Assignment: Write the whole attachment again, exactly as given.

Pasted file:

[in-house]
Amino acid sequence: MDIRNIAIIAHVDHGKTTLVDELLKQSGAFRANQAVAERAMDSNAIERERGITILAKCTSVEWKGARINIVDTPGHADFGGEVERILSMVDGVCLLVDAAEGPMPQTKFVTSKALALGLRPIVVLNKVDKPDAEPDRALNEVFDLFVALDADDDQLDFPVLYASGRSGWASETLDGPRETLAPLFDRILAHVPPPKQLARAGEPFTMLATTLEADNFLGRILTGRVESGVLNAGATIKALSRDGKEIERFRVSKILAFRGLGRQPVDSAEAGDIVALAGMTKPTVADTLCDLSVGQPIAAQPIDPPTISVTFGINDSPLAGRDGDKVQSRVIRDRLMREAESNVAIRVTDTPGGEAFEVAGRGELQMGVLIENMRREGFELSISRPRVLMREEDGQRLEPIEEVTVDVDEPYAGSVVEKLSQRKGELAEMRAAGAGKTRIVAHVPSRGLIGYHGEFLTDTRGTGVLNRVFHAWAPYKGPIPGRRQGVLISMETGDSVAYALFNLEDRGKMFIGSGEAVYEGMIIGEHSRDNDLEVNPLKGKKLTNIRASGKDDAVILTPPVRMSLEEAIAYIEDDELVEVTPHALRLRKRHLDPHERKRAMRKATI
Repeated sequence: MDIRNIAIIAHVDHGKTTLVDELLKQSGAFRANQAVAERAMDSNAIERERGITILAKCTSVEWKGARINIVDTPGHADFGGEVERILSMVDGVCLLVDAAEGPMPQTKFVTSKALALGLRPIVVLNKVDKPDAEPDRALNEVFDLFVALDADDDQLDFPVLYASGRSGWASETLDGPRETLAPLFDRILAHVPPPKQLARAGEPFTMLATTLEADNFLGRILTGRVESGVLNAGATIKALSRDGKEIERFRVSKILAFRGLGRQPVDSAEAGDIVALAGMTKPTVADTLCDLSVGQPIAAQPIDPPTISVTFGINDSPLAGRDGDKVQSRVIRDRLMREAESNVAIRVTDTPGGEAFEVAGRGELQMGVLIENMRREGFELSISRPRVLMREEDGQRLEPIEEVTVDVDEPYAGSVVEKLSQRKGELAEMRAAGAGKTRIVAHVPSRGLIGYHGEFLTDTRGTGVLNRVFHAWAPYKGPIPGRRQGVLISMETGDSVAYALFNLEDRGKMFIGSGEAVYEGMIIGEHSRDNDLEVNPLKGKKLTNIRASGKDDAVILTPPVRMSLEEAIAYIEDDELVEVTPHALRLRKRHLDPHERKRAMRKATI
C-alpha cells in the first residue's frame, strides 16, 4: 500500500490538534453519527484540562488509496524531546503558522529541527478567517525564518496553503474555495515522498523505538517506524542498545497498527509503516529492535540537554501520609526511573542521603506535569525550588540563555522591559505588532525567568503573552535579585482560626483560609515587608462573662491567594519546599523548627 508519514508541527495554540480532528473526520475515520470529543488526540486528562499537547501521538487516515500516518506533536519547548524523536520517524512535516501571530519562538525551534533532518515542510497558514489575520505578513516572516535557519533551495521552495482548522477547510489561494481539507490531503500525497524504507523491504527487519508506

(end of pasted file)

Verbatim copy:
[in-house]
Amino acid sequence: MDIRNIAIIAHVDHGKTTLVDELLKQSGAFRANQAVAERAMDSNAIERERGITILAKCTSVEWKGARINIVDTPGHADFGGEVERILSMVDGVCLLVDAAEGPMPQTKFVTSKALALGLRPIVVLNKVDKPDAEPDRALNEVFDLFVALDADDDQLDFPVLYASGRSGWASETLDGPRETLAPLFDRILAHVPPPKQLARAGEPFTMLATTLEADNFLGRILTGRVESGVLNAGATIKALSRDGKEIERFRVSKILAFRGLGRQPVDSAEAGDIVALAGMTKPTVADTLCDLSVGQPIAAQPIDPPTISVTFGINDSPLAGRDGDKVQSRVIRDRLMREAESNVAIRVTDTPGGEAFEVAGRGELQMGVLIENMRREGFELSISRPRVLMREEDGQRLEPIEEVTVDVDEPYAGSVVEKLSQRKGELAEMRAAGAGKTRIVAHVPSRGLIGYHGEFLTDTRGTGVLNRVFHAWAPYKGPIPGRRQGVLISMETGDSVAYALFNLEDRGKMFIGSGEAVYEGMIIGEHSRDNDLEVNPLKGKKLTNIRASGKDDAVILTPPVRMSLEEAIAYIEDDELVEVTPHALRLRKRHLDPHERKRAMRKATI
Repeated sequence: MDIRNIAIIAHVDHGKTTLVDELLKQSGAFRANQAVAERAMDSNAIERERGITILAKCTSVEWKGARINIVDTPGHADFGGEVERILSMVDGVCLLVDAAEGPMPQTKFVTSKALALGLRPIVVLNKVDKPDAEPDRALNEVFDLFVALDADDDQLDFPVLYASGRSGWASETLDGPRETLAPLFDRILAHVPPPKQLARAGEPFTMLATTLEADNFLGRILTGRVESGVLNAGATIKALSRDGKEIERFRVSKILAFRGLGRQPVDSAEAGDIVALAGMTKPTVADTLCDLSVGQPIAAQPIDPPTISVTFGINDSPLAGRDGDKVQSRVIRDRLMREAESNVAIRVTDTPGGEAFEVAGRGELQMGVLIENMRREGFELSISRPRVLMREEDGQRLEPIEEVTVDVDEPYAGSVVEKLSQRKGELAEMRAAGAGKTRIVAHVPSRGLIGYHGEFLTDTRGTGVLNRVFHAWAPYKGPIPGRRQGVLISMETGDSVAYALFNLEDRGKMFIGSGEAVYEGMIIGEHSRDNDLEVNPLKGKKLTNIRASGKDDAVILTPPVRMSLEEAIAYIEDDELVEVTPHALRLRKRHLDPHERKRAMRKATI
C-alpha cells in the first residue's frame, strides 16, 4: 500500500490538534453519527484540562488509496524531546503558522529541527478567517525564518496553503474555495515522498523505538517506524542498545497498527509503516529492535540537554501520609526511573542521603506535569525550588540563555522591559505588532525567568503573552535579585482560626483560609515587608462573662491567594519546599523548627 508519514508541527495554540480532528473526520475515520470529543488526540486528562499537547501521538487516515500516518506533536519547548524523536520517524512535516501571530519562538525551534533532518515542510497558514489575520505578513516572516535557519533551495521552495482548522477547510489561494481539507490531503500525497524504507523491504527487519508506